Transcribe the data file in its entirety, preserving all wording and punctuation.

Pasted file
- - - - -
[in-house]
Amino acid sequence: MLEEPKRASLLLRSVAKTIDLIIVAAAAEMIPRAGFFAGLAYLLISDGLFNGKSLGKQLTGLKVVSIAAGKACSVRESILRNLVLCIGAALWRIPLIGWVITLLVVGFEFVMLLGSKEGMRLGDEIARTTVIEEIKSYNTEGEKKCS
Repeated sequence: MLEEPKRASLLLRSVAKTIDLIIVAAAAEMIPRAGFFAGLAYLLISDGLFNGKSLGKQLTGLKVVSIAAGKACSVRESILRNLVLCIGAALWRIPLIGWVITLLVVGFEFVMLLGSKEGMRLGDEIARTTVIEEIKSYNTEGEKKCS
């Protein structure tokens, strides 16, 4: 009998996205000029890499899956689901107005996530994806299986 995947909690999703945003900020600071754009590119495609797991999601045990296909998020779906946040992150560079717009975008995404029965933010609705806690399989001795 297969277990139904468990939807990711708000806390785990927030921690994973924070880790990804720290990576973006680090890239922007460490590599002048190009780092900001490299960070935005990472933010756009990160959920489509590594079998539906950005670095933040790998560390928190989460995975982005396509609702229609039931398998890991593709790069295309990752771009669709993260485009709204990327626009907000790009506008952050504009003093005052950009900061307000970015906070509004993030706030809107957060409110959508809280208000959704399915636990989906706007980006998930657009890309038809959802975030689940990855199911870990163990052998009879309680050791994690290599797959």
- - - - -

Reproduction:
[in-house]
Amino acid sequence: MLEEPKRASLLLRSVAKTIDLIIVAAAAEMIPRAGFFAGLAYLLISDGLFNGKSLGKQLTGLKVVSIAAGKACSVRESILRNLVLCIGAALWRIPLIGWVITLLVVGFEFVMLLGSKEGMRLGDEIARTTVIEEIKSYNTEGEKKCS
Repeated sequence: MLEEPKRASLLLRSVAKTIDLIIVAAAAEMIPRAGFFAGLAYLLISDGLFNGKSLGKQLTGLKVVSIAAGKACSVRESILRNLVLCIGAALWRIPLIGWVITLLVVGFEFVMLLGSKEGMRLGDEIARTTVIEEIKSYNTEGEKKCS
């Protein structure tokens, strides 16, 4: 009998996205000029890499899956689901107005996530994806299986 995947909690999703945003900020600071754009590119495609797991999601045990296909998020779906946040992150560079717009975008995404029965933010609705806690399989001795 297969277990139904468990939807990711708000806390785990927030921690994973924070880790990804720290990576973006680090890239922007460490590599002048190009780092900001490299960070935005990472933010756009990160959920489509590594079998539906950005670095933040790998560390928190989460995975982005396509609702229609039931398998890991593709790069295309990752771009669709993260485009709204990327626009907000790009506008952050504009003093005052950009900061307000970015906070509004993030706030809107957060409110959508809280208000959704399915636990989906706007980006998930657009890309038809959802975030689940990855199911870990163990052998009879309680050791994690290599797959």